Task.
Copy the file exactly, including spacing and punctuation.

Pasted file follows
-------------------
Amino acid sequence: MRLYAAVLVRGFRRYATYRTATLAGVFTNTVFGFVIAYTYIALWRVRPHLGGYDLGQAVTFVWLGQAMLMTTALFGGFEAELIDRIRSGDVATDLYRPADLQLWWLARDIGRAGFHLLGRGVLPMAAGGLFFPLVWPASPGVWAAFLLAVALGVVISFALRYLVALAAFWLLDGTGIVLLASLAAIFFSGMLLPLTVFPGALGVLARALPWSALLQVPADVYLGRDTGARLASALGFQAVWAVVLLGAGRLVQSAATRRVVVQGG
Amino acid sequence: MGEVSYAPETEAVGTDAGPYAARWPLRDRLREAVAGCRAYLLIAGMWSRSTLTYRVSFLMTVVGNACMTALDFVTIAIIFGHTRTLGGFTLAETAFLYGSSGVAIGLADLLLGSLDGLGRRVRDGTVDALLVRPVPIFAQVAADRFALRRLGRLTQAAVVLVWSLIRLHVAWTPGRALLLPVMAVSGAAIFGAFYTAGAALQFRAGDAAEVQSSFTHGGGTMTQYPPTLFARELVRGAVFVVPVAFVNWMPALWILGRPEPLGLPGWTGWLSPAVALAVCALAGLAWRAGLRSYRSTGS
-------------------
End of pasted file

Amino acid sequence: MRLYAAVLVRGFRRYATYRTATLAGVFTNTVFGFVIAYTYIALWRVRPHLGGYDLGQAVTFVWLGQAMLMTTALFGGFEAELIDRIRSGDVATDLYRPADLQLWWLARDIGRAGFHLLGRGVLPMAAGGLFFPLVWPASPGVWAAFLLAVALGVVISFALRYLVALAAFWLLDGTGIVLLASLAAIFFSGMLLPLTVFPGALGVLARALPWSALLQVPADVYLGRDTGARLASALGFQAVWAVVLLGAGRLVQSAATRRVVVQGG
Amino acid sequence: MGEVSYAPETEAVGTDAGPYAARWPLRDRLREAVAGCRAYLLIAGMWSRSTLTYRVSFLMTVVGNACMTALDFVTIAIIFGHTRTLGGFTLAETAFLYGSSGVAIGLADLLLGSLDGLGRRVRDGTVDALLVRPVPIFAQVAADRFALRRLGRLTQAAVVLVWSLIRLHVAWTPGRALLLPVMAVSGAAIFGAFYTAGAALQFRAGDAAEVQSSFTHGGGTMTQYPPTLFARELVRGAVFVVPVAFVNWMPALWILGRPEPLGLPGWTGWLSPAVALAVCALAGLAWRAGLRSYRSTGS